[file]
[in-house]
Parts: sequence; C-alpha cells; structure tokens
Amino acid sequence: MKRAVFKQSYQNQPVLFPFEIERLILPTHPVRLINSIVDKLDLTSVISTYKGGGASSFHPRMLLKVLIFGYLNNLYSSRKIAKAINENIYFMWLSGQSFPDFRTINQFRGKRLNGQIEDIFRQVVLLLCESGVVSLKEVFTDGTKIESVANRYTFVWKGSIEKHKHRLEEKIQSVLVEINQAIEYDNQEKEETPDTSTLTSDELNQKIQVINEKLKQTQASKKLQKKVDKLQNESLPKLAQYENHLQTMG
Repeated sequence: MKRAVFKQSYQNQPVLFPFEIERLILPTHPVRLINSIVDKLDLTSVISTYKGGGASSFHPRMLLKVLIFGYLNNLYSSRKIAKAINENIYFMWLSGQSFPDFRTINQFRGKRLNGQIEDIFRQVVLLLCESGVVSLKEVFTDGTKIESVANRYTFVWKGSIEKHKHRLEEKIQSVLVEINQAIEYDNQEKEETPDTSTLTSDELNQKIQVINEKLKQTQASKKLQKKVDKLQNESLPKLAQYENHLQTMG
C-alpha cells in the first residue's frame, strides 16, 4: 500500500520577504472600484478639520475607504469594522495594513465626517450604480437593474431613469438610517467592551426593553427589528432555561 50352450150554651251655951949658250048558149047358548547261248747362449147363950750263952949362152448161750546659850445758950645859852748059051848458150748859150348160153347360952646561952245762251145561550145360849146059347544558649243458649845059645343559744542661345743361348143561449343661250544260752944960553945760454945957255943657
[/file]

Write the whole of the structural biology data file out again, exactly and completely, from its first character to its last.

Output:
[in-house]
Parts: sequence; C-alpha cells; structure tokens
Amino acid sequence: MKRAVFKQSYQNQPVLFPFEIERLILPTHPVRLINSIVDKLDLTSVISTYKGGGASSFHPRMLLKVLIFGYLNNLYSSRKIAKAINENIYFMWLSGQSFPDFRTINQFRGKRLNGQIEDIFRQVVLLLCESGVVSLKEVFTDGTKIESVANRYTFVWKGSIEKHKHRLEEKIQSVLVEINQAIEYDNQEKEETPDTSTLTSDELNQKIQVINEKLKQTQASKKLQKKVDKLQNESLPKLAQYENHLQTMG
Repeated sequence: MKRAVFKQSYQNQPVLFPFEIERLILPTHPVRLINSIVDKLDLTSVISTYKGGGASSFHPRMLLKVLIFGYLNNLYSSRKIAKAINENIYFMWLSGQSFPDFRTINQFRGKRLNGQIEDIFRQVVLLLCESGVVSLKEVFTDGTKIESVANRYTFVWKGSIEKHKHRLEEKIQSVLVEINQAIEYDNQEKEETPDTSTLTSDELNQKIQVINEKLKQTQASKKLQKKVDKLQNESLPKLAQYENHLQTMG
C-alpha cells in the first residue's frame, strides 16, 4: 500500500520577504472600484478639520475607504469594522495594513465626517450604480437593474431613469438610517467592551426593553427589528432555561 50352450150554651251655951949658250048558149047358548547261248747362449147363950750263952949362152448161750546659850445758950645859852748059051848458150748859150348160153347360952646561952245762251145561550145360849146059347544558649243458649845059645343559744542661345743361348143561449343661250544260752944960553945760454945957255943657